Teratomas are rare in neonates. They are embryonic neoplasms containing elements from all the three germ layers. Commonly, they arise in the ovary and testis. Rarely do they arise from the gastrointestinal tract, as in our case. Intestinal obstruction in neonates is usually due to congenital obstructive malformation such as atresia and/or stenosis of the gastrointestinal tract with or without sepsis.
An outborn 5-day neonate, generally well before admission presented with non-bilious vomiting, abdominal distension and a palpable mass extending from the right to left flank across the centre. Bilious aspirates/vomiting usually indicates obstruction distal to the ampulla of Vater. Clear aspirates indicate obstruction proximal to the ampulla which usually present by second day of life.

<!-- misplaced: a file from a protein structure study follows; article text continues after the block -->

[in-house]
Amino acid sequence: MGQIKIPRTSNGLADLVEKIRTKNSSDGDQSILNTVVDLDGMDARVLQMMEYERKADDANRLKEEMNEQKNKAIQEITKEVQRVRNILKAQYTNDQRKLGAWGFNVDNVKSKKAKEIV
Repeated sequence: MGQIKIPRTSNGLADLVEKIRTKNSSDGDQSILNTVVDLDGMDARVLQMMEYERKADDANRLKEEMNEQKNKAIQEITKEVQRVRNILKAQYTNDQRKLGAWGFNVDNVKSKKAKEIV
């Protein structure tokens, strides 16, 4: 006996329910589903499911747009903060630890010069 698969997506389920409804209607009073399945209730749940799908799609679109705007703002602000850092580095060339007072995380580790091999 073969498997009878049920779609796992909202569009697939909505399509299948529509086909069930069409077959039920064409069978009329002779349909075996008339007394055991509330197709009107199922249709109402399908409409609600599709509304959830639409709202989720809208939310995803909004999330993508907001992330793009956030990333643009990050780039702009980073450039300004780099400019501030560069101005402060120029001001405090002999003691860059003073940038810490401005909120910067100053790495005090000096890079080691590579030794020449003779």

Possibility of a mass lesion such as a “teratoma” causing gastrointestinal obstruction needs a high index of suspicion. Imaging studies of plain X-ray chest with abdomen enhanced our clinical suspicion which was promptly followed by ultrasonography of the abdomen and thereafter computerized tomography of the abdomen which provided corroborative evidence. Laparotomy on the seventh day of life confirmed the clinical suspicion and imaging evidence of an exogastric mass arising from the postero-inferior wall of the stomach along its greater curvature. Histopathology revealed a mature teratoma.
A high index of clinical suspicion by the paediatrician/neonatologist attending a neonate with abdominal distension suggestive of gastrointestinal obstruction, immediate cardiopulmonary, hemodynamic and circulatory stabilization, followed by prompt and appropriate imaging studies with timely surgical consultation holds the key to quality outcome.